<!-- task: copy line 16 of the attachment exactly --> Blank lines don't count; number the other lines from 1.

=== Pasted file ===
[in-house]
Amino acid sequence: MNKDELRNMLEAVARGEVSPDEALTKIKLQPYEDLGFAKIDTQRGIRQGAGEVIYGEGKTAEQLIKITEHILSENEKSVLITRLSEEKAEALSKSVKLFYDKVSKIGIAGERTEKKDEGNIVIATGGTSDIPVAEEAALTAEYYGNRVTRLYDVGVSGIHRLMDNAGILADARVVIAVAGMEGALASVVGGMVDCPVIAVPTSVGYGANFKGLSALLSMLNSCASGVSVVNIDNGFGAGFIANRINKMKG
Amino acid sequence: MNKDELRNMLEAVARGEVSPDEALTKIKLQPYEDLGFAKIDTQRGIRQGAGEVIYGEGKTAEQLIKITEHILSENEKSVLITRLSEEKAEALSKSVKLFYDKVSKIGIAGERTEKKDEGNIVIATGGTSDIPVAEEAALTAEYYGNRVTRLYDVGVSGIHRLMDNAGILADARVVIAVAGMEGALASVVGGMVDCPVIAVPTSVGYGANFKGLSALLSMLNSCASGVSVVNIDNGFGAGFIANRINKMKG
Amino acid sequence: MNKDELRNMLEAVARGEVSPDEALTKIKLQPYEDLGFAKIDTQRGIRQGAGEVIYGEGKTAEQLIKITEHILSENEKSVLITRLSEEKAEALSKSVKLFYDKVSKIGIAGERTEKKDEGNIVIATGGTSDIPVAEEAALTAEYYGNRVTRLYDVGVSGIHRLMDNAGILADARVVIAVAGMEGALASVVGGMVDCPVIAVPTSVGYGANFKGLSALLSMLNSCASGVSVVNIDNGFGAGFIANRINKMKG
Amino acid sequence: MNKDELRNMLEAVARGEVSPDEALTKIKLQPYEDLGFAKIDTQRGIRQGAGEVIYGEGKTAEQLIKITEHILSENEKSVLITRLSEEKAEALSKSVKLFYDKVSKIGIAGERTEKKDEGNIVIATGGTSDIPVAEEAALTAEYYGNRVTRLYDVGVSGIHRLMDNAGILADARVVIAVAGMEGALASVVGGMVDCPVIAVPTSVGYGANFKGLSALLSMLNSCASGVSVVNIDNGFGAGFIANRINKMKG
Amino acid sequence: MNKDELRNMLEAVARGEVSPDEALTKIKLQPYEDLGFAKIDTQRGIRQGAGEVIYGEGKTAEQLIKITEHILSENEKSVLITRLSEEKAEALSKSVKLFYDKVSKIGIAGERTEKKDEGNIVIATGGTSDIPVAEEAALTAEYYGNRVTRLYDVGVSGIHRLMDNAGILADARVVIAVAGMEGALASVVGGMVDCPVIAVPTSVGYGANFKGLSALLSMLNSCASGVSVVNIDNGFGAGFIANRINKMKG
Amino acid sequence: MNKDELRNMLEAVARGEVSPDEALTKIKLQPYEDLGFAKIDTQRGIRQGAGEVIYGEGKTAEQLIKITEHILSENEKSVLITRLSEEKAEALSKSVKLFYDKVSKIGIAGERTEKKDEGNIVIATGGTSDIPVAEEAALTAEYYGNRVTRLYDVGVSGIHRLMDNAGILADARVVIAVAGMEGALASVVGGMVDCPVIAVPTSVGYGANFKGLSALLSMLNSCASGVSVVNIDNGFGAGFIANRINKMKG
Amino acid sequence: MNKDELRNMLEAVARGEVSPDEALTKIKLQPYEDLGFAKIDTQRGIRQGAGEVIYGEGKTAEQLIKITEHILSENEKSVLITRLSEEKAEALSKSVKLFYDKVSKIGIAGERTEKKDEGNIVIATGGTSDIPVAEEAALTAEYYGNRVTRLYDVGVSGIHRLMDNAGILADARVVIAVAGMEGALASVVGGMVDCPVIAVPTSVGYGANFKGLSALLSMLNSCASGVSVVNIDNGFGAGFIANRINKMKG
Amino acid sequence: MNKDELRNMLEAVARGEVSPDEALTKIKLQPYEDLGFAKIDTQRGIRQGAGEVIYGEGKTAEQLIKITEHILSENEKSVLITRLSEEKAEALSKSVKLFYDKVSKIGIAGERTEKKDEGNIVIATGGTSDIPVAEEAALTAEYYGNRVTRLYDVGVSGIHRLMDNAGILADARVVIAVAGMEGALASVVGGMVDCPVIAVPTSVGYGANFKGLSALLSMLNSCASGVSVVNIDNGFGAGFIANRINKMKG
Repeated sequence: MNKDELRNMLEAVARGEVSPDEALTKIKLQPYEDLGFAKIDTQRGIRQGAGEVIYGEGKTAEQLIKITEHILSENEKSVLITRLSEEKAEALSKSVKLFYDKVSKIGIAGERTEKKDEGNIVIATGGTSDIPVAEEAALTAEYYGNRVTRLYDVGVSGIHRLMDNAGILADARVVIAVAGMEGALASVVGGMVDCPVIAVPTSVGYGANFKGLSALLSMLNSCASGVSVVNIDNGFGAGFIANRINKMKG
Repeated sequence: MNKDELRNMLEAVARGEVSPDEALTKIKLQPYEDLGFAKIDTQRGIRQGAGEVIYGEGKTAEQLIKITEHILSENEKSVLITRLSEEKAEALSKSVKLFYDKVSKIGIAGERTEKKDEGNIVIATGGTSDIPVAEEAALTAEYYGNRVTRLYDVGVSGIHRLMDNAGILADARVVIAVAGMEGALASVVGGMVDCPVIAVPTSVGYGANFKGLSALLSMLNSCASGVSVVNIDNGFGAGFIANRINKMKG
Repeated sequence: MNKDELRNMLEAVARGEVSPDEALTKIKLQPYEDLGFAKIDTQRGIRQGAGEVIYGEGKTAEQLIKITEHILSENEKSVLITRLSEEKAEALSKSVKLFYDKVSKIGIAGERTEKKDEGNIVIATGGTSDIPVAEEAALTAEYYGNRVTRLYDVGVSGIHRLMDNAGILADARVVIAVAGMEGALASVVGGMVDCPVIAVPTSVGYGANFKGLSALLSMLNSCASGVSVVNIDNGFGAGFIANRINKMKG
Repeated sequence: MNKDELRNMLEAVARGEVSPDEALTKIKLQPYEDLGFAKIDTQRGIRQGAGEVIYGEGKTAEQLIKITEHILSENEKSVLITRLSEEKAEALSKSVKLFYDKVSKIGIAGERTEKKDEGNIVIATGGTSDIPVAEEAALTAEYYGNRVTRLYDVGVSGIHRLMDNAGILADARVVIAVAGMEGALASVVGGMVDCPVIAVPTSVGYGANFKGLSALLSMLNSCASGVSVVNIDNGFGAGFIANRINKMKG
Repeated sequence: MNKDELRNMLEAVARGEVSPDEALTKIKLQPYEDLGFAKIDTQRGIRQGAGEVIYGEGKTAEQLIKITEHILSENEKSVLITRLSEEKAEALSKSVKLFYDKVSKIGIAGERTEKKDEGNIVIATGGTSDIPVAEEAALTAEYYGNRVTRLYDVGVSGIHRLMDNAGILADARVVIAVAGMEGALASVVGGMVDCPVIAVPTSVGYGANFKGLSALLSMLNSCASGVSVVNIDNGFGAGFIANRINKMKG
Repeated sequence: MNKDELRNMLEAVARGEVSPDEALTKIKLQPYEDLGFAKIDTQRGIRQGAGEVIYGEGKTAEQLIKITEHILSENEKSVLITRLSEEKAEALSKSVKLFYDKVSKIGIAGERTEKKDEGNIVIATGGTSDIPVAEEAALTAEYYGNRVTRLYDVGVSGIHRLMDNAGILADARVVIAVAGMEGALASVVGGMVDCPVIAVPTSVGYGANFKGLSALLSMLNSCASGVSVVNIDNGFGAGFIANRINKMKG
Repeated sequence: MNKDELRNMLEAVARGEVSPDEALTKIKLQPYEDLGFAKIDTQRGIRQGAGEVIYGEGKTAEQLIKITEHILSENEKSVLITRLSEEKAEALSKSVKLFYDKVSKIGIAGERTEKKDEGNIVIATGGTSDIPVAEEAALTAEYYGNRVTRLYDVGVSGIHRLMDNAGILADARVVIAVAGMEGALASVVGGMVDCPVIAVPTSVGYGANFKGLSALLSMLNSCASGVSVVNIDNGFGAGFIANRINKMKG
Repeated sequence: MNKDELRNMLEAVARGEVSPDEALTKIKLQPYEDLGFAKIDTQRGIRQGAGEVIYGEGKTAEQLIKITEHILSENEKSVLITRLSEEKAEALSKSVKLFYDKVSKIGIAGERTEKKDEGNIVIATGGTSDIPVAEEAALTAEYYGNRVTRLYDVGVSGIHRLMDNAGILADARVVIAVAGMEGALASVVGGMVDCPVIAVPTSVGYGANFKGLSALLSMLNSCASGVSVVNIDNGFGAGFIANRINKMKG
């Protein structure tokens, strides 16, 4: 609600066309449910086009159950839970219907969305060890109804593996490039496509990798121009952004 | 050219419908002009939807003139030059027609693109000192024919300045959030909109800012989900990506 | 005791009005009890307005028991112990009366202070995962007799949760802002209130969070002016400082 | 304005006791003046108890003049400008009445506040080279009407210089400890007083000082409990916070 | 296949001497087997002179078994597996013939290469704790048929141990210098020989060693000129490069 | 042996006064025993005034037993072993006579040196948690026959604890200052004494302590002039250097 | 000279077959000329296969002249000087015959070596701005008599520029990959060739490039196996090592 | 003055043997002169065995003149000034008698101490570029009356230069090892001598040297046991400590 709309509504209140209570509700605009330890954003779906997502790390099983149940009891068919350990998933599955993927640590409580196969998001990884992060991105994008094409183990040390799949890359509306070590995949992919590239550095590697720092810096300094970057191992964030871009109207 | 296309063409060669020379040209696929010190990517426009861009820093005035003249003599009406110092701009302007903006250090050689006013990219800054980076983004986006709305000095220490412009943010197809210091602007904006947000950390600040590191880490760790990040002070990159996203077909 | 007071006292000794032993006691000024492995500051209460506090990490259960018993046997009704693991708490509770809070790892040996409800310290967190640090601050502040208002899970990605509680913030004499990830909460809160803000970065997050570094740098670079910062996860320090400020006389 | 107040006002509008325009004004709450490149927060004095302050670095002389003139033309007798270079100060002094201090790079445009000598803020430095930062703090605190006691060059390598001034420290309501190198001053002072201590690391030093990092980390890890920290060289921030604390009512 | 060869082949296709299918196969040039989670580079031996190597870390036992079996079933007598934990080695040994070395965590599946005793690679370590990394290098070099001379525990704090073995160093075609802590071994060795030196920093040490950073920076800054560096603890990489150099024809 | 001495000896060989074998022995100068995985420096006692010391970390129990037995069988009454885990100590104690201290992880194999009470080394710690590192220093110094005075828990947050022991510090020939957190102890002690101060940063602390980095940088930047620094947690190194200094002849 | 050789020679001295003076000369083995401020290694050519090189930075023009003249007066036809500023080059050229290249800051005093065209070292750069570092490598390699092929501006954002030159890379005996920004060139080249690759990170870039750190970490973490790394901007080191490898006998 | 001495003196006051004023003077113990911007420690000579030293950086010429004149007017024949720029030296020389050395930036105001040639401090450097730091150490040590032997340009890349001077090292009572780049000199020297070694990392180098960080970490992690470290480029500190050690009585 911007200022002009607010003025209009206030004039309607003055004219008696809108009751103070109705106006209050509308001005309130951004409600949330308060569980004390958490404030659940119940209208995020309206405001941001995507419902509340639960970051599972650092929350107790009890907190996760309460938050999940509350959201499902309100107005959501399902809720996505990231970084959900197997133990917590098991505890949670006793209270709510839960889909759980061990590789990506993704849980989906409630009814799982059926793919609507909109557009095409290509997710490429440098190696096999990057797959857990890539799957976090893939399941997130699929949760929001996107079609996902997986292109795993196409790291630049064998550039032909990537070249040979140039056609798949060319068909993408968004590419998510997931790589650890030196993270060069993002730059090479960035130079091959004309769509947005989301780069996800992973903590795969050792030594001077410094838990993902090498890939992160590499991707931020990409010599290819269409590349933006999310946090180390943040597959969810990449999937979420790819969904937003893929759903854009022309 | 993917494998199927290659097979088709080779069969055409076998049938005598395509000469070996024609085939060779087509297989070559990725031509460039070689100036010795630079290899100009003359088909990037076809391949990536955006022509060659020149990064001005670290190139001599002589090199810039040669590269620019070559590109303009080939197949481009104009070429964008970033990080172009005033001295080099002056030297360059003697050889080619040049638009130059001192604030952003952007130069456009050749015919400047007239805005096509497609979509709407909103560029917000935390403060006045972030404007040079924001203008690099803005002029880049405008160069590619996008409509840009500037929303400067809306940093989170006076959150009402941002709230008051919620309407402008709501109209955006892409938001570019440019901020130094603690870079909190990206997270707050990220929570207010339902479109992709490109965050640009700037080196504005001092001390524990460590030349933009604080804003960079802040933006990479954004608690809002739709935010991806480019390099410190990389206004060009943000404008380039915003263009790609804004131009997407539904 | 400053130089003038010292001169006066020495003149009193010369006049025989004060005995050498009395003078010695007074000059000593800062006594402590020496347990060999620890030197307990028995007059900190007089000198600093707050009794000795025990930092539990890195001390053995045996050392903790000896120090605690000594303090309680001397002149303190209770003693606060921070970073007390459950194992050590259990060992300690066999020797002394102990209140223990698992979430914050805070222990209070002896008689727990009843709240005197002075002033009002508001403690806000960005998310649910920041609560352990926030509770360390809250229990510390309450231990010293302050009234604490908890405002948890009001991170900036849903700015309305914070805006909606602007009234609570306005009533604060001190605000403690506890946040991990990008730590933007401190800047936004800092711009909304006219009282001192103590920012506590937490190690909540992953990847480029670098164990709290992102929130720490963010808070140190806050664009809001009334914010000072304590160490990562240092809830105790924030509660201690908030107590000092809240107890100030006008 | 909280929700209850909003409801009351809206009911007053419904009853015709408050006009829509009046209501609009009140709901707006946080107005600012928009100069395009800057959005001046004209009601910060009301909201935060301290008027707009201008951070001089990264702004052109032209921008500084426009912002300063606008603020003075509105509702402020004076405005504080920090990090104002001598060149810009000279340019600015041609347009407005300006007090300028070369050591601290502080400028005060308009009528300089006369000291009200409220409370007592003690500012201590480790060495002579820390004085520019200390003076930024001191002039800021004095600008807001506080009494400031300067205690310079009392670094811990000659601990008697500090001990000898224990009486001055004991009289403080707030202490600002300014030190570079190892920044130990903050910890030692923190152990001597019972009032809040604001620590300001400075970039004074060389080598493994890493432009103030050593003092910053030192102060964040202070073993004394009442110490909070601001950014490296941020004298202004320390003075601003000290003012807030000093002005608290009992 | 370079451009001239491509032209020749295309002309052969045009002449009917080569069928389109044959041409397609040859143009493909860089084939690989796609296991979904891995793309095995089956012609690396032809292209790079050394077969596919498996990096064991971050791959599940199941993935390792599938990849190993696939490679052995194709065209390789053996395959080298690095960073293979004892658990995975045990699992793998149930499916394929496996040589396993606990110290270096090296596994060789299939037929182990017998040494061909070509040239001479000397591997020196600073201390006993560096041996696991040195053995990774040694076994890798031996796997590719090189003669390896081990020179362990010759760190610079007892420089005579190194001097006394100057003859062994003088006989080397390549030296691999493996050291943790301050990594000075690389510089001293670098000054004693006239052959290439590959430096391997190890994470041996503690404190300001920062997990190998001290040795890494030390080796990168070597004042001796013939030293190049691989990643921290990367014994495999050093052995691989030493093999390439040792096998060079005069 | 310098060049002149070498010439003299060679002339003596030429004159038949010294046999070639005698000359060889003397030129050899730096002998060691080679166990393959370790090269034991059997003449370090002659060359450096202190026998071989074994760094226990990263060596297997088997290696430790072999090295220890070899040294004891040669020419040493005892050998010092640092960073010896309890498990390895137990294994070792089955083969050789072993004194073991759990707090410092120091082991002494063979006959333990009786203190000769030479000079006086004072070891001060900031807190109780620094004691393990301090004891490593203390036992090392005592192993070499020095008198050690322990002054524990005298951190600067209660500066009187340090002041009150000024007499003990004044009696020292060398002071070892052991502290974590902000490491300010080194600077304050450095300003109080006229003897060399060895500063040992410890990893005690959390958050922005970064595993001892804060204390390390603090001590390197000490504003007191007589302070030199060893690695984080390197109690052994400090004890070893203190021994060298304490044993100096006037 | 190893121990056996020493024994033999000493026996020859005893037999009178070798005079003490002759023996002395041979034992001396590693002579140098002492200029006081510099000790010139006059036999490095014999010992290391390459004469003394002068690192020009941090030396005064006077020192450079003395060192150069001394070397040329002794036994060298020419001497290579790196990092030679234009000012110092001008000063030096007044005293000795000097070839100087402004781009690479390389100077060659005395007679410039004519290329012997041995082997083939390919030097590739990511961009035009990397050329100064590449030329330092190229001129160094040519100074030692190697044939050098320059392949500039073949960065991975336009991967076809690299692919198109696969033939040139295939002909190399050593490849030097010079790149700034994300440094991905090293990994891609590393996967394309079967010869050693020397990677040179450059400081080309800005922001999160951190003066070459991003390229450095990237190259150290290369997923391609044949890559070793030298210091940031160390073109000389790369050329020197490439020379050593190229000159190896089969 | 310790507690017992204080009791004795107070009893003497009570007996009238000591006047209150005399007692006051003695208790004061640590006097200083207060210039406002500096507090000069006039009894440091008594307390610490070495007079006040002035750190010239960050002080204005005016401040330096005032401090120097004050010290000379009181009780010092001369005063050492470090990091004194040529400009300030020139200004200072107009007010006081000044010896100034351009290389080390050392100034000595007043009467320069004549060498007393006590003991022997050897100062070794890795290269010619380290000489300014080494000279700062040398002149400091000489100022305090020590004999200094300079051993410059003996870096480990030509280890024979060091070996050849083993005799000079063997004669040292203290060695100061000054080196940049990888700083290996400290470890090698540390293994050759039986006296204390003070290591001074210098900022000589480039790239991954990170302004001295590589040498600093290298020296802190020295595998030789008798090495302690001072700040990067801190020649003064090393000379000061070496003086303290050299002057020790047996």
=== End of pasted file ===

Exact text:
Repeated sequence: MNKDELRNMLEAVARGEVSPDEALTKIKLQPYEDLGFAKIDTQRGIRQGAGEVIYGEGKTAEQLIKITEHILSENEKSVLITRLSEEKAEALSKSVKLFYDKVSKIGIAGERTEKKDEGNIVIATGGTSDIPVAEEAALTAEYYGNRVTRLYDVGVSGIHRLMDNAGILADARVVIAVAGMEGALASVVGGMVDCPVIAVPTSVGYGANFKGLSALLSMLNSCASGVSVVNIDNGFGAGFIANRINKMKG